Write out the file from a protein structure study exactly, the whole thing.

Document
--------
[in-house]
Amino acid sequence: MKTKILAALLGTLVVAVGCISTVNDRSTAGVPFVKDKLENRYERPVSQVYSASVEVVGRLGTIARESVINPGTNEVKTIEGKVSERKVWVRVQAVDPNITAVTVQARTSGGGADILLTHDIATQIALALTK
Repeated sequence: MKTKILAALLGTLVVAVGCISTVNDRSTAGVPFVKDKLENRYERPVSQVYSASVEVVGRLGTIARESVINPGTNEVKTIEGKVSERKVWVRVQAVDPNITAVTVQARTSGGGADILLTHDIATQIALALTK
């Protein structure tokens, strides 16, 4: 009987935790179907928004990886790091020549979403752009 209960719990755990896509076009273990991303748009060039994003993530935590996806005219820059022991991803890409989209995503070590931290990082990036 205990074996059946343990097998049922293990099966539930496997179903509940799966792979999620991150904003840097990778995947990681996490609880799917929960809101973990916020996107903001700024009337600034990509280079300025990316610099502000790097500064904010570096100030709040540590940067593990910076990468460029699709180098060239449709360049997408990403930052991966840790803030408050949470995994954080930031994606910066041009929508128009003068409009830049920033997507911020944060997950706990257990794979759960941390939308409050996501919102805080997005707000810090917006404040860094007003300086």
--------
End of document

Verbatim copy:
[in-house]
Amino acid sequence: MKTKILAALLGTLVVAVGCISTVNDRSTAGVPFVKDKLENRYERPVSQVYSASVEVVGRLGTIARESVINPGTNEVKTIEGKVSERKVWVRVQAVDPNITAVTVQARTSGGGADILLTHDIATQIALALTK
Repeated sequence: MKTKILAALLGTLVVAVGCISTVNDRSTAGVPFVKDKLENRYERPVSQVYSASVEVVGRLGTIARESVINPGTNEVKTIEGKVSERKVWVRVQAVDPNITAVTVQARTSGGGADILLTHDIATQIALALTK
């Protein structure tokens, strides 16, 4: 009987935790179907928004990886790091020549979403752009 209960719990755990896509076009273990991303748009060039994003993530935590996806005219820059022991991803890409989209995503070590931290990082990036 205990074996059946343990097998049922293990099966539930496997179903509940799966792979999620991150904003840097990778995947990681996490609880799917929960809101973990916020996107903001700024009337600034990509280079300025990316610099502000790097500064904010570096100030709040540590940067593990910076990468460029699709180098060239449709360049997408990403930052991966840790803030408050949470995994954080930031994606910066041009929508128009003068409009830049920033997507911020944060997950706990257990794979759960941390939308409050996501919102805080997005707000810090917006404040860094007003300086």